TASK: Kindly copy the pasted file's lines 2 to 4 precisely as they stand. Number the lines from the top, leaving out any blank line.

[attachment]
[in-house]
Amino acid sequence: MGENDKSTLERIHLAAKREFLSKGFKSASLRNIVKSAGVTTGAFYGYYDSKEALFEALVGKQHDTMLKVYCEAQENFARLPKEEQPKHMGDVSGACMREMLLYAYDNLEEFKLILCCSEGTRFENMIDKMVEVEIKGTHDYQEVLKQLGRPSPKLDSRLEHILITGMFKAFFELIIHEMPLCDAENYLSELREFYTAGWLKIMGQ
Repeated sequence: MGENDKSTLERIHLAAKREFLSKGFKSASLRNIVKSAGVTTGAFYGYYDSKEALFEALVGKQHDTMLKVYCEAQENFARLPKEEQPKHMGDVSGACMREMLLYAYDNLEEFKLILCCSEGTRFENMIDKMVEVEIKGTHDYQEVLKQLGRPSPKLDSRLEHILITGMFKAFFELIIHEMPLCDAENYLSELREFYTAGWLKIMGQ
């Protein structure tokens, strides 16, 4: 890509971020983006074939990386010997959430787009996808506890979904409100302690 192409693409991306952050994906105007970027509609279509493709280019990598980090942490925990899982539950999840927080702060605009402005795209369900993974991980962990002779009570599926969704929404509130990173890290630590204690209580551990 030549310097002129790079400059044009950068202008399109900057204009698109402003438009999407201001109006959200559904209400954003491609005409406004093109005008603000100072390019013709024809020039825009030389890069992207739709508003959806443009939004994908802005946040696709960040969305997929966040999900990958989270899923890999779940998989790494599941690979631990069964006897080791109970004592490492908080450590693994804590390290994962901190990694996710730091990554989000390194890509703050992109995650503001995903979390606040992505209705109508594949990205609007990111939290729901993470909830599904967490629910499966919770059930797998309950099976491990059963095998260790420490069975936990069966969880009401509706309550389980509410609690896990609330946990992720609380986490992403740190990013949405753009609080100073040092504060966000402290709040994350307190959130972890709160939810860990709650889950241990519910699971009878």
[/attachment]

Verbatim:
Amino acid sequence: MGENDKSTLERIHLAAKREFLSKGFKSASLRNIVKSAGVTTGAFYGYYDSKEALFEALVGKQHDTMLKVYCEAQENFARLPKEEQPKHMGDVSGACMREMLLYAYDNLEEFKLILCCSEGTRFENMIDKMVEVEIKGTHDYQEVLKQLGRPSPKLDSRLEHILITGMFKAFFELIIHEMPLCDAENYLSELREFYTAGWLKIMGQ
Repeated sequence: MGENDKSTLERIHLAAKREFLSKGFKSASLRNIVKSAGVTTGAFYGYYDSKEALFEALVGKQHDTMLKVYCEAQENFARLPKEEQPKHMGDVSGACMREMLLYAYDNLEEFKLILCCSEGTRFENMIDKMVEVEIKGTHDYQEVLKQLGRPSPKLDSRLEHILITGMFKAFFELIIHEMPLCDAENYLSELREFYTAGWLKIMGQ
């Protein structure tokens, strides 16, 4: 890509971020983006074939990386010997959430787009996808506890979904409100302690 192409693409991306952050994906105007970027509609279509493709280019990598980090942490925990899982539950999840927080702060605009402005795209369900993974991980962990002779009570599926969704929404509130990173890290630590204690209580551990 030549310097002129790079400059044009950068202008399109900057204009698109402003438009999407201001109006959200559904209400954003491609005409406004093109005008603000100072390019013709024809020039825009030389890069992207739709508003959806443009939004994908802005946040696709960040969305997929966040999900990958989270899923890999779940998989790494599941690979631990069964006897080791109970004592490492908080450590693994804590390290994962901190990694996710730091990554989000390194890509703050992109995650503001995903979390606040992505209705109508594949990205609007990111939290729901993470909830599904967490629910499966919770059930797998309950099976491990059963095998260790420490069975936990069966969880009401509706309550389980509410609690896990609330946990992720609380986490992403740190990013949405753009609080100073040092504060966000402290709040994350307190959130972890709160939810860990709650889950241990519910699971009878």